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“Seven Brief Lessons on Physics” – By Carlo Rovelli

After reading the Hofstadter’s tome, I definitely needed something smaller and this book let me go all the way to the other end of the spectrum in that aspect. ‘Seven brief lessons’ is almost a tenth of the size of GEB, coming in at 80 pages. But it makes for a thoughtful read nevertheless.

This book, published in 2015, brings readers up to speed (or up to 2015) on various advancements in physics. Covering topics like general relativity, quantum theory, quantum gravity, gravitational field, particle physics, and thermodynamics, it presents a bird’s eye view of what the current state of knowledge is in these disciplines. The language and style are masterful and easy to follow.

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Of course, short 10-15 page essays on these topics hardly do justice to these vast areas of study, and leaves the reader wanting to know more. And that might precisely be the aim of the book.

The last ‘lesson’ of the book is a wonderful and reflective – almost meditative – essay that provides perspective on how human beings are situated in the vast cosmos and what our eternal quest has been.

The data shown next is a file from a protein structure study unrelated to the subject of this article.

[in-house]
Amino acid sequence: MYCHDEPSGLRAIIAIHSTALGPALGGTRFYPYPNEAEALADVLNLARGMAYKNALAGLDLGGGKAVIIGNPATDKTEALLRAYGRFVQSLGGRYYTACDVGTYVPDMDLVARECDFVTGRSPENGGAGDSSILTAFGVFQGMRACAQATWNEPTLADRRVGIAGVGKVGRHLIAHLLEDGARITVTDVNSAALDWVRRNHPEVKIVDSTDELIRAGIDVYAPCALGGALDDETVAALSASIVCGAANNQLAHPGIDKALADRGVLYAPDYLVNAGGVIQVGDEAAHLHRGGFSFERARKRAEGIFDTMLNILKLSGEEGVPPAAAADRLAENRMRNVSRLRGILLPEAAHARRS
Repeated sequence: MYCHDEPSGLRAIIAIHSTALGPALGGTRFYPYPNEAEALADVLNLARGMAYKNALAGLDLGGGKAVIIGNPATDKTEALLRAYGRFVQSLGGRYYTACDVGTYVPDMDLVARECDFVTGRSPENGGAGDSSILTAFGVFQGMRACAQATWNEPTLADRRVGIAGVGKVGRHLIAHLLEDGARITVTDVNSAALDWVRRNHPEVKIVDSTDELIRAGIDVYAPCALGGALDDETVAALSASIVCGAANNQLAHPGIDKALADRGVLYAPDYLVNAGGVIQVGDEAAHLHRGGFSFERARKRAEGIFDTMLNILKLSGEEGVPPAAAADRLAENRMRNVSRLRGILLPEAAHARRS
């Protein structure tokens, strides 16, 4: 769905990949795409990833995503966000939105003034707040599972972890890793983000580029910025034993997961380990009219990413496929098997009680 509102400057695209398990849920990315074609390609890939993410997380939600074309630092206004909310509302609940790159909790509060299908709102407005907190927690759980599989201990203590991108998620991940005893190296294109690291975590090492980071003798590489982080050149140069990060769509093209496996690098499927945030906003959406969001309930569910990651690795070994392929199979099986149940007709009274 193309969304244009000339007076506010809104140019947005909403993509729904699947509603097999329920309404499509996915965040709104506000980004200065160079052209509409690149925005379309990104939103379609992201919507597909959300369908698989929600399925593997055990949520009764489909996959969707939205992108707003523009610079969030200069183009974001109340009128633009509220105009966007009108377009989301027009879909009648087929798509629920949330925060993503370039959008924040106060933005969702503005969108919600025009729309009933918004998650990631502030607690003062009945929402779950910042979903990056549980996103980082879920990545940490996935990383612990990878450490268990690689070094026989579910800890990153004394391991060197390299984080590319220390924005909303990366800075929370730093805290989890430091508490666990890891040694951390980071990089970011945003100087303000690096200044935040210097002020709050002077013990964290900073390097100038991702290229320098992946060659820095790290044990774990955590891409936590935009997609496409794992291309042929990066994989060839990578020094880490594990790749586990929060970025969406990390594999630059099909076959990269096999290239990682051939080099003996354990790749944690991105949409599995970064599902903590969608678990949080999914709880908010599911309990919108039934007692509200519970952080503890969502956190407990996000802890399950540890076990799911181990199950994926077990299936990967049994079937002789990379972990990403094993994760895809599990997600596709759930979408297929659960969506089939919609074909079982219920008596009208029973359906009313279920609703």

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I chose these four books not as a group, but individually for different reasons. One of these books was recommended to me by a friend while I was reading the others.

But, I could easily see the recurring themes in all these books. No theory – be it physical or philosophical – is final. No finding is absolute. No ‘truth’ is unchallengeable. It is both humbling and invigorating at the same time.

The pursuit of knowledge embodied in each of these books is remarkably similar and provide a rather encompassing insight about humanity’s earnest endeavors over time. But this pursuit may never end, and our body of knowledge is likely to be ever ‘incomplete’.